Two of the most popular choices for the contemporary landscape are Syringa Patula ‘Miss Kim’ and S. Meyeri ‘Palibin.’ The compact, later flowering ‘Miss Kim’ is noted for its intense fragrance, and the neat growth habit of ‘Palibin’ fits well in the modern garden. Lilacs span a rainbow of colors, from rich Reds, Blues, and Purples to romantic Pinks, Whites, Mauve, and the delicate Yellow of ‘Primrose.’ #NewEnglandtradition #smellslikesunshine

Sangha Cinema


2016 Lion’s Roar & BuddhaFest Online Film Festival

Lion’s Roar has partnered with BuddhaFest for a special opportunity to see Buddhism and art brought skillfully together through cinema, with an on-line film festival June 13th ~ July 24th 2016. Six compelling films will be featured, ranging from the dramatic feature “For the Coyotes” to the beautiful documentary on Kazuaki Tanahashi “Painting Peace.” In addition, there will be six first-release dharma talks by accomplished teachers recorded specifically for the festival from some of Lion’s Roar’s favorite teachers, including: Roshi Joan Halifax, Tara BrachDzogchen Ponlop Rinpoche, Sharon SalzbergEthan Nichtern and more. Festival ticket holders will have access to all six films and talks, on demand, for the duration of the festival period.

Trade Secrets

Trade Secrets

Trade Secrets annual two-day philanthropic garden event in the Litchfield Hills of Connecticut is May 14-15th, 2016. A Mecca for plant lovers and those who covet garden-themed antiques featuring over five dozen specialty nurseries and best-known antiques dealers from the Northeast. Garden enthusiasts travel from across the country for this legendary rite of Spring event. Martha Stewart has it on her calendar, do you?

Trade Secrets_01

The beautiful 600-acre Lion Rock Farm in Sharon Connecticut with its manicured gardens and panoramic views, is the site of the first day’s spectacular Rare Plant & Garden Antiques Sale. The event has haute/humble roots. It began 15 years ago at world-renowned interior designer, author and garden expert Bunny Williams’ home in Falls Village Connecticut, and has evolved into the signature fundraiser for Women’s Support Services of the Northwest Corner of Connecticut, nearby Massachusetts and New York.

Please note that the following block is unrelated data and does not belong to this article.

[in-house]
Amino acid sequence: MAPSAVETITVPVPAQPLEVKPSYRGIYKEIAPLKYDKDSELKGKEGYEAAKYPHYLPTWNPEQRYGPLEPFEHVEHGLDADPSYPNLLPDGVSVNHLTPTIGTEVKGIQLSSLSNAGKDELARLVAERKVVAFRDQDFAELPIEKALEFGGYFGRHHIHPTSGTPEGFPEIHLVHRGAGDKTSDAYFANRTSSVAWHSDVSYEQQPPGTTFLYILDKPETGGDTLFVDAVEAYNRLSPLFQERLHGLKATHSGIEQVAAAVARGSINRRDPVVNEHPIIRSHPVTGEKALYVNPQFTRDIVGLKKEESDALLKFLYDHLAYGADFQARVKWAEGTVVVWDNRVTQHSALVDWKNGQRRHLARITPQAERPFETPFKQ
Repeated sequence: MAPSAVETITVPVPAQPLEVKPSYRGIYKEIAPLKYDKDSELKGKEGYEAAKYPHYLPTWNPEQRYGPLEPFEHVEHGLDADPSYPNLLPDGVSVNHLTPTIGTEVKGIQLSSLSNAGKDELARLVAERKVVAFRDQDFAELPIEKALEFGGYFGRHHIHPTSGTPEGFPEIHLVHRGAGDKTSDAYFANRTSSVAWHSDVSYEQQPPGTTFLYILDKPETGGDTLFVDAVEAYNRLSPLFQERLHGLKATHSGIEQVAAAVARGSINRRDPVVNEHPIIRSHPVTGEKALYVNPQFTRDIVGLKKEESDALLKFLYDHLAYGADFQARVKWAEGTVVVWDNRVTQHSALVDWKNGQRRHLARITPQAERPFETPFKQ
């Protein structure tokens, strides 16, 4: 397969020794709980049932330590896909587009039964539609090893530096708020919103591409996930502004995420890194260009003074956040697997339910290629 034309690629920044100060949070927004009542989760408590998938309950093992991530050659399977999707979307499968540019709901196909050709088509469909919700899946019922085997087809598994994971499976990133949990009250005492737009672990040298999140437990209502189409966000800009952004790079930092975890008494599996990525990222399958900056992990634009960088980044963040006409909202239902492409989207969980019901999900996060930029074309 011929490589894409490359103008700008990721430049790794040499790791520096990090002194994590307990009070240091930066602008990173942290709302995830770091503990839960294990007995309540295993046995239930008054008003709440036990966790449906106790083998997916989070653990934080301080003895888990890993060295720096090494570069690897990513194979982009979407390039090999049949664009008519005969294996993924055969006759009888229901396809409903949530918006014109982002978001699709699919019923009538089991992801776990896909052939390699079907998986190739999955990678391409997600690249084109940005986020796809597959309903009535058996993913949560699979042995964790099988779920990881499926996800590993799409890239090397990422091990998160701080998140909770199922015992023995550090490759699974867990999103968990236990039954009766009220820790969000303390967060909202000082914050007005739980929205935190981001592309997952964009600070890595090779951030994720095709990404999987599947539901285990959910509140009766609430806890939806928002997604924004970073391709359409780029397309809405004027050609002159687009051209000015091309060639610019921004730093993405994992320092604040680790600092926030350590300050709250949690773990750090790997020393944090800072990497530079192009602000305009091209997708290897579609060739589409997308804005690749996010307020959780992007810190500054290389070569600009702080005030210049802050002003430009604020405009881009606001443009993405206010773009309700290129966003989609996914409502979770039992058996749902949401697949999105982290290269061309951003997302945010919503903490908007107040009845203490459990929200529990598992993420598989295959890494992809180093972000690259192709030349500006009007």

On Sunday, May 15th you can enjoy an opportunity to take four self-guided inspiring and Extraordinary Garden Tours in the area: the rarely visited home garden of eclectic landscape|interior designer & antiques dealer Michael Trapp; and take in tastemaker designer Carolyne Roehm’s outrageously elegant 59-acre retreat in Sharon called “Weatherstone” with its extensive plantings; the landscape architecture farmland and barns at Old Farm Nursery -with a kitchen garden, formal garden, secret garden and lush perennial borders; and renowned designer Bunny Williams’ & husband John Rosselli’s exquisite Falls Village property, with its Adirondack pool pavilion, orchard, parterre, and cutting gardens.


Bunny Williamss Estate in Falls Village Connecticut has become a New England icon thanks to her beautiful best-selling books “An Affair With a House” & “On Garden Style,” and by graciously opening her home to garden tours over the years.


Bunny’s Gardens are laid out in the same manner as her impeccable interiors, with scale, balance, and a sense of intimacy. For the garden just beyond the main house, it meant leaning into classical symmetry -matching boxwood terraces and towering hedges, pairs of ornamental sculptures, to create the feeling of an enveloping outdoor room.